Charles W. Chesnutt | Criticism

This literature criticism consists of approximately 12 pages of analysis & critique of Charles W. Chesnutt.
This section contains 3,209 words
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SOURCE: Sundquist, Eric J. “Part 3: The Critics.” In Charles W. Chesnutt, A Study of the Short Fiction, pp. 135-42. New York: Twayne Publishers, 1998.

In the following essay, originally published in his To Wake the Nations: Race in the Making of American Literature in 1993, Sundquist discusses Chesnutt's skepticism about black American folk beliefs regarding the notion of conjuration and the author's emphasis on a rational explanation for the apparent success of curses and cures.

In 1901 Chesnutt contributed to Modern Culture an essay, “Superstitions and Folklore of the South.”1 What is remarkable about it, especially in light of Chesnutt's conjure tales, is his apparent degree of skepticism about black folk beliefs. In charting the background of his Uncle Julius stories, Chesnutt carefully records methods and instances of “conjuration” practiced by purported conjure doctors, both women and men. But the emphasis falls decidedly on the various rational explanations that can be...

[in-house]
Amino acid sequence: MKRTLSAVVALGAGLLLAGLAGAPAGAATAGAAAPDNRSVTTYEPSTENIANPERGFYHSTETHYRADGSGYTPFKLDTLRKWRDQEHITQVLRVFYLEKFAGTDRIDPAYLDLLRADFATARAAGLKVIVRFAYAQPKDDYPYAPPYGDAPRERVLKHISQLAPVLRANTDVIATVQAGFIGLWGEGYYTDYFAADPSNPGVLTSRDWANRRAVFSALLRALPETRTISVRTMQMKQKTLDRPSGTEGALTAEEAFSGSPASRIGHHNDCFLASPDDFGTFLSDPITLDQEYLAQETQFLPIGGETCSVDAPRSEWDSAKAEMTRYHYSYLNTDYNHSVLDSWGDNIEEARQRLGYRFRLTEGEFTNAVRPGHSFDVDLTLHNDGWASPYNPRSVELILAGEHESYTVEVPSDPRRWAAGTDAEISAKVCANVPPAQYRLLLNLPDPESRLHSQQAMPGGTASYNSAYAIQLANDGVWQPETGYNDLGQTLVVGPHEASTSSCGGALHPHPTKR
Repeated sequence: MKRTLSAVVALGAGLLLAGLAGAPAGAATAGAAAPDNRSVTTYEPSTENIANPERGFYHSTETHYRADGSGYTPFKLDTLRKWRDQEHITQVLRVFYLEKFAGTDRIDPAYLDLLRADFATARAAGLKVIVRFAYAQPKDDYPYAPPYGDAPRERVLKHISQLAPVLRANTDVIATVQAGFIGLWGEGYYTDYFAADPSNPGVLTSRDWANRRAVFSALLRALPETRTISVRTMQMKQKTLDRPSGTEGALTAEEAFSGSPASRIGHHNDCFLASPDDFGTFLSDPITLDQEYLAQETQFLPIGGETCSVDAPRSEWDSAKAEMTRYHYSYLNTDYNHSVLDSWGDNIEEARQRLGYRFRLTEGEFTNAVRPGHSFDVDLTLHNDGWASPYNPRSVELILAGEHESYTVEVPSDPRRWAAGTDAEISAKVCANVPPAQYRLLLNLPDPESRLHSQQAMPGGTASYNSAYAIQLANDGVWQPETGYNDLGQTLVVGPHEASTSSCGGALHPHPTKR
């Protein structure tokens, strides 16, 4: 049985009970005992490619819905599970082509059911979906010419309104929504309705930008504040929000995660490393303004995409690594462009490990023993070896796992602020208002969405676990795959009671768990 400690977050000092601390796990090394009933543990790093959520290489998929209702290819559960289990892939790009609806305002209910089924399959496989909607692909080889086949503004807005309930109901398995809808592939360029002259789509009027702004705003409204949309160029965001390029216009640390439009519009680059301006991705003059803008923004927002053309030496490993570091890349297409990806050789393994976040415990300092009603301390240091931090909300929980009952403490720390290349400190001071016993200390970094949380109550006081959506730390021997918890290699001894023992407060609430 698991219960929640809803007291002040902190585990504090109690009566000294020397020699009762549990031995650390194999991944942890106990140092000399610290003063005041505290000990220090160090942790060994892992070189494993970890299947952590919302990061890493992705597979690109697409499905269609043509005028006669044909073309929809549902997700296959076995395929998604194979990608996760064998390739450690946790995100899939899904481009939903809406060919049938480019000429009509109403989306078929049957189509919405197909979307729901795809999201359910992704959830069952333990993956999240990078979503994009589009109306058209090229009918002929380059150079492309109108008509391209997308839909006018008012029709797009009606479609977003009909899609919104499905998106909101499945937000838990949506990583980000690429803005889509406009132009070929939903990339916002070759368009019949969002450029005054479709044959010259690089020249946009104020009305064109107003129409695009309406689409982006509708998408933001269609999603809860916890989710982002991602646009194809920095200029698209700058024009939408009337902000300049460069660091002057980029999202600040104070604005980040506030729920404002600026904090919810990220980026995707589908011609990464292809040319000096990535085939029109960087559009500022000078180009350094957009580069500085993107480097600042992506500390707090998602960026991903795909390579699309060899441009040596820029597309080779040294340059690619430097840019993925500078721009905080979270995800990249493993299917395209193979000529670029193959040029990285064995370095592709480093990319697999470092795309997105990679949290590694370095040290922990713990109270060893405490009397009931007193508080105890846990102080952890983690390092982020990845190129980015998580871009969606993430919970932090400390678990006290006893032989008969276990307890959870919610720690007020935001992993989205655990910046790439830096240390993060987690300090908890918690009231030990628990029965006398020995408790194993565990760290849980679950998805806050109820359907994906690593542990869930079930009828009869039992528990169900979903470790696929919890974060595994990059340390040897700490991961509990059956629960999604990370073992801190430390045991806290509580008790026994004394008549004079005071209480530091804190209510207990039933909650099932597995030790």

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This section contains 3,209 words
(approx. 11 pages at 300 words per page)
Buy the Critical Essay by Eric J. Sundquist
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Critical Essay by Eric J. Sundquist from Gale. ©2005-2006 Thomson Gale, a part of the Thomson Corporation. All rights reserved.